Saturday, November 28, 2009

War Notes: November 28, 2009

Washington Post columnist Colbert King asks a perfectly reasonable question:
But what happens if, in the face of an U.S. escalation in Afghanistan, al-Qaeda moves its terrorist network to Pakistan or beyond? Will U.S. forces follow?

I suppose the short answer is that Blackwater is already there, and U.S intelligence is undoubtedly working with the Pakistani military. The question is whether our soon to be 100,000 troops will be fighting a single Al Qaeda operative six months from now. Some would call that a reason to claim victory and go home. If we get bogged down fighting the Taliban, along with related and completely unrelated insurgents, however, that war could last a lot longer.
Quickly reviewing all major post World War II wars in the process, the New Yorker's Henrik Hertzberg also asks a series of tough questions he would like the president to answer on Tuesday:

Does it make sense, for example, to spend lives and treasure trying to eradicate “safe havens” in Afghanistan when Al Qaeda has so many other—well, options, from Sudan to Hamburg? Will a bigger, longer, and presumably bloodier occupation advance or retard the ultimate aim of discouraging Islamist terrorism? Will adding American troops—at a million dollars a year per soldier—encourage Afghans to fight for themselves or prompt them to leave the fighting to us? Can Afghanistan’s nominal government, with its President elected by fraud and its recent rating as the second most corrupt on earth, be finessed or somehow remade?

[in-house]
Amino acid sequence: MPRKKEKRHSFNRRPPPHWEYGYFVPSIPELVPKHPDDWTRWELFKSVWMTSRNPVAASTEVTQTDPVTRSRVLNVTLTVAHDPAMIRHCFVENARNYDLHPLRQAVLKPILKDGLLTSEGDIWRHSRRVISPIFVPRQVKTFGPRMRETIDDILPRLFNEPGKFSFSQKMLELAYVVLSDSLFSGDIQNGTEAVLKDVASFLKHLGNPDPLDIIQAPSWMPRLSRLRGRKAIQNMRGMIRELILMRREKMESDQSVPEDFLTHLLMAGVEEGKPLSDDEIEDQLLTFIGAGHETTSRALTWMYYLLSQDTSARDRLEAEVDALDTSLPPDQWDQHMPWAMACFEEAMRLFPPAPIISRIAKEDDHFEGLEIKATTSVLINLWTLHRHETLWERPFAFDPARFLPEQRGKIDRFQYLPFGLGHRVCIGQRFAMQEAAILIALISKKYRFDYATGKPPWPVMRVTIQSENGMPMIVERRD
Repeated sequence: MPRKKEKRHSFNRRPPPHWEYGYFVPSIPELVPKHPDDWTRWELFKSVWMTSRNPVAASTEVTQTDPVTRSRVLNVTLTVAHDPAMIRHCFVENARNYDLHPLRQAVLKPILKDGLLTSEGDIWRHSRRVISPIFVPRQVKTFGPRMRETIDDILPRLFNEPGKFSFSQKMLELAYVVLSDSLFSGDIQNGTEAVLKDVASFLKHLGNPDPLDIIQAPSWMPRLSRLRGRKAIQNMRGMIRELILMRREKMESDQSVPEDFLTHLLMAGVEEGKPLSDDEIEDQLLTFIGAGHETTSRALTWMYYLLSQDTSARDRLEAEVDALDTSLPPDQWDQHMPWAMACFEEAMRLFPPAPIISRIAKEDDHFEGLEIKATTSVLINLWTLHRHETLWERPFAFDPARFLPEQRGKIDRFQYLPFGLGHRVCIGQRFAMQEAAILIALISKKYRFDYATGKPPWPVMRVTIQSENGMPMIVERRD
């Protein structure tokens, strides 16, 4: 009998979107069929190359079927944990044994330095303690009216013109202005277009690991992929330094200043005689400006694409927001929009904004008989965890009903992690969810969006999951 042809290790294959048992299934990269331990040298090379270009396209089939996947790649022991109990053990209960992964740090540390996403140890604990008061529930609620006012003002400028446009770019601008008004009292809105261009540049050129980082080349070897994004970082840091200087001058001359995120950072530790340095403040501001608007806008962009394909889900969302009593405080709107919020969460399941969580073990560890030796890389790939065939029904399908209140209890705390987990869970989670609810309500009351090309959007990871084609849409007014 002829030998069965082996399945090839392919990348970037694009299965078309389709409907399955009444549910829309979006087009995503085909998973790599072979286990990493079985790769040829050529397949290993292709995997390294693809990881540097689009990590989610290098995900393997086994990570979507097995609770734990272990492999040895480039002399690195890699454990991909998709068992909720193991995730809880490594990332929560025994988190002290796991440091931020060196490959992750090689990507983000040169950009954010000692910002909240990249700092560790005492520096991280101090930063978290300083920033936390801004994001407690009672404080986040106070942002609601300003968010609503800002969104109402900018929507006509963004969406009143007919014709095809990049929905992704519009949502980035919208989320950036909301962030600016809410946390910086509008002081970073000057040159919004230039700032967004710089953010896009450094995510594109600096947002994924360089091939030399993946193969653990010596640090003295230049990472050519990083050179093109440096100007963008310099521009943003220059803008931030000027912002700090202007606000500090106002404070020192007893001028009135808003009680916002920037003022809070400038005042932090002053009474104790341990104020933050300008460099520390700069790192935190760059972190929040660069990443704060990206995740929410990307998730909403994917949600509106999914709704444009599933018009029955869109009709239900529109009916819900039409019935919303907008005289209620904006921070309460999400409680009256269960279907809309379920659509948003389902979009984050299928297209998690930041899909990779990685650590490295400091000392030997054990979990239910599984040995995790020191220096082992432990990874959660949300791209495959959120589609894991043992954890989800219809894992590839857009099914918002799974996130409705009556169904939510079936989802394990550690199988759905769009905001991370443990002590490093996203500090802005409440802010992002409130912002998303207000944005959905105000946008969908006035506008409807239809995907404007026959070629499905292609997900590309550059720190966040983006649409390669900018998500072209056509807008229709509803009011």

The sum we are already spending annually on Afghanistan is greater than its gross domestic product. Are there nonmilitary ways we could deploy that sum which would advance our goals as efficaciously? Would even forty thousand additional troops suffice for anything resembling the ambitious nation-building program that General Stanley McChrystal, the top military commander in Afghanistan, has proposed? (Counterinsurgency theory suggests that it would take more than ten times that many; would forty—or ten, or twenty—thousand be only a first installment?) Any counterinsurgency campaign, we’re told, requires a very long commitment. Is the voluntary association of democracies called NATO, organized to deter war more than to wage it, capable of sustaining a twenty or thirty years’ war? For that matter, does the United States—a decentralized populist democracy struggling with economic decline and political gridlock—have that capacity? And what about Pakistan?


A graphic from the National Post, a Canadian paper, highlights the geographic hotspots where NATO forces have suffered their casualties. The Helmand and Kandahar provinces in southwestern Afghanistan lead the way, with 342 and 210 fatalities respectively. The charts also provide some visually jarring data of the increase in NATO deaths and deaths from IEDs from the relatively tranquil days of 2005 to the present.
Reuters runs a speculative article quoting administration sources that believe the U.S will begin drawing down troops from Afghanistan beginning in 2013. Their logic is that by then the U.S will have concluded its training of the Afghan National Army and the Afghan police, such that they can help themselves. Other officials scoffed at the notion, calling it unrealistic. One truth we can be assured of is vague 'future withdrawal' rhetoric from the Obama administration, whether from his lips or in the form of 'secret leaks' to the press. This will be done to damper down opposition to the war. Rank and file Democrats will say, "I don't approve of this war, but I guess it will be over soon." We all know how this will go down. And yet we watch...

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